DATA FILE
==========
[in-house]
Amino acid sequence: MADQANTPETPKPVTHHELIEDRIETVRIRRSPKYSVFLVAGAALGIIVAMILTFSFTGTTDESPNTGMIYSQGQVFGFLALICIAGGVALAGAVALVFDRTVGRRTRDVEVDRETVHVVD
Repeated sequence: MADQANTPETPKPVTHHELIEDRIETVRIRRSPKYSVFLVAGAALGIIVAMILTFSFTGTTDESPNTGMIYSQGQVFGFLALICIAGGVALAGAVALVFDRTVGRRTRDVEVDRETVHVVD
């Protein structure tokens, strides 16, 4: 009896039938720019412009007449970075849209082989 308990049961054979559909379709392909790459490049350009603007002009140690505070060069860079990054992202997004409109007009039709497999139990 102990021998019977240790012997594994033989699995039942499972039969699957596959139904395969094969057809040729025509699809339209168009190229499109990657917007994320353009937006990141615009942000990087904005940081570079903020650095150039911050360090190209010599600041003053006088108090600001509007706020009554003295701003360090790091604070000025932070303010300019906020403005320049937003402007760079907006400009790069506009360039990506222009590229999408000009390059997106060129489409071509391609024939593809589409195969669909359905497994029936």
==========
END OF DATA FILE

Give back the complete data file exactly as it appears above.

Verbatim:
[in-house]
Amino acid sequence: MADQANTPETPKPVTHHELIEDRIETVRIRRSPKYSVFLVAGAALGIIVAMILTFSFTGTTDESPNTGMIYSQGQVFGFLALICIAGGVALAGAVALVFDRTVGRRTRDVEVDRETVHVVD
Repeated sequence: MADQANTPETPKPVTHHELIEDRIETVRIRRSPKYSVFLVAGAALGIIVAMILTFSFTGTTDESPNTGMIYSQGQVFGFLALICIAGGVALAGAVALVFDRTVGRRTRDVEVDRETVHVVD
């Protein structure tokens, strides 16, 4: 009896039938720019412009007449970075849209082989 308990049961054979559909379709392909790459490049350009603007002009140690505070060069860079990054992202997004409109007009039709497999139990 102990021998019977240790012997594994033989699995039942499972039969699957596959139904395969094969057809040729025509699809339209168009190229499109990657917007994320353009937006990141615009942000990087904005940081570079903020650095150039911050360090190209010599600041003053006088108090600001509007706020009554003295701003360090790091604070000025932070303010300019906020403005320049937003402007760079907006400009790069506009360039990506222009590229999408000009390059997106060129489409071509391609024939593809589409195969669909359905497994029936």